Insights: Alert SEC Adopts New Climate-Related Disclosure Rules Without Scope 3 Greenhouse Gas Disclosure Requirement

After much anticipation, the Securities and Exchange Commission (SEC) adopted last week its climate-related disclosure rules. The adoption of the rules included a press release available here and a fact sheet available here. The most welcome change for public companies from the SEC’s March 2022 proposed rules is that Scope 3 greenhouse gas (GHG) disclosure will not be required for any SEC filers.

In last week’s open meeting, SEC Chair Gary Gensler acknowledged that, while the SEC “is set up to be merit neutral” and “does not have a role for climate risk itself,” the SEC has a role with regard to disclosures. He further noted that “[c]onsistent with [the SEC’s] disclosure rules over the decades, [the] final rules are grounded in materiality,” which is “a fundamental building block of the disclosure requirements under the federal securities laws.”  However, although there are more materiality qualifiers in the final rules than had been initially proposed by the SEC, the final rules remain generally prescriptive rather than principles based.

Key Points and Highlights

  • Scope 1 and 2 GHG Emissions Disclosure: The final rules require Large Accelerated Filers (LAFs) and Accelerated Filers (AFs) to disclose Scope 1 and 2 GHG emissions, if those emissions are material.
    • The rules require attestation reports for LAFs and AFs to give assurance to the Scope 1 and 2 disclosures.
    • Attestation reports must be at the limited assurance level for AFs. LAFs will initially be required to obtain attestation reports at the limited assurance level, and after a four-year transition period, they will be required to obtain attestation reports at the reasonable assurance level.
    • The rules also include an accommodation that allows Scope 1 and/or Scope 2 GHG emissions disclosure, if required, to be filed on a delayed basis under certain circumstances.
  • No Scope 3 GHG Emissions Disclosure: Unlike the proposed rules, the final rules do not require the disclosure of Scope 3 emissions for any SEC reporting companies.
  • Other Climate-Related Disclosure Requirements: The final rules also require, among other things, the disclosure of the following in registration statements and annual reports for all reporting companies (including for Smaller Reporting Companies (SRCs) and Emerging Growth Companies (EGCs)):
    • Climate-related risks that have had or are reasonably likely to have a material impact on the company’s business strategy, results of operations, or financial condition;
    • The actual and potential material impacts of any identified climate-related risks on the company’s strategy, business model, and outlook;
    • If, as part of its strategy, the company has undertaken activities to mitigate or adapt to a material climate-related risk, a quantitative and qualitative description of material expenditures incurred and material impacts on financial estimates and assumptions that directly result from such mitigation or adaptation activities;
    • Specified disclosures regarding the company’s activities, if any, to mitigate or adapt to a material climate-related risk including the use, if any, of any strategy and implementation plan to reduce climate-related risks (otherwise known as a “transition plan”), scenario analysis, or internal carbon prices;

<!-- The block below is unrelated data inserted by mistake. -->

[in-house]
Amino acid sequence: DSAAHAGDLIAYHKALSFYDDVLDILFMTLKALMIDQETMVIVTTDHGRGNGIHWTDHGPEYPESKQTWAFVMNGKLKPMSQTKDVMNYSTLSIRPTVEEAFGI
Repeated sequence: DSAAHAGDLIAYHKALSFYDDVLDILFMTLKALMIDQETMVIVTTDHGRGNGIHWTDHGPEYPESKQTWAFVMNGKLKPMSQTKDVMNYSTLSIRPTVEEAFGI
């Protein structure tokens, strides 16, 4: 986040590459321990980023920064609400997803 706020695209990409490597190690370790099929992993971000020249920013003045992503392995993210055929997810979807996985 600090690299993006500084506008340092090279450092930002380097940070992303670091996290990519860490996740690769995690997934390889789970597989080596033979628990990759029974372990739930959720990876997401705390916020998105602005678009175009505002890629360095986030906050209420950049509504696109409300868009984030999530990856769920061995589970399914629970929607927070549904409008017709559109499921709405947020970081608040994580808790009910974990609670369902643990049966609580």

• Any oversight by the board of directors of climate-related risks and any role by management in assessing and managing the company’s material climate-related risks;
    • Any processes the company has for identifying, assessing, and managing material climate-related risks and, if the company is managing those risks, whether and how any such processes are integrated into the company’s overall risk management system or processes; and
    • Information about the company’s climate-related targets or goals, if any, that have materially affected or are reasonably likely to materially affect the company’s business, results of operations, or financial condition, which would include material expenditures and material impacts on financial estimates and assumptions as a direct result of the target or goal or actions taken to make progress toward meeting that target or goal.
  • New Financial Statement Requirements: The final rules also include new disclosure requirements in the notes to financial statements, including, among other things, the disclosure of costs, expenses and losses incurred as a result of severe weather events and other natural conditions, such as sea level rise, or related to carbon offsets and renewable energy credits or certificates if used as a material component of the company’s plans to achieve its climate-related targets or goals. In addition, if the estimates and assumptions the company uses to produce its financial statements were materially impacted by risks and uncertainties associated with severe weather events and other natural conditions, or any disclosed climate-related targets or transition plans, the company must also include in the notes to its financial statements a qualitative description of how the development of such estimates and assumptions was impacted.
  • New Safe Harbor: The final rules establish a new private liability safe harbor for disclosures concerning climate-related transition plans, scenario analyses, the use of internal carbon prices, and targets and goals, other than disclosures that relate to historical facts.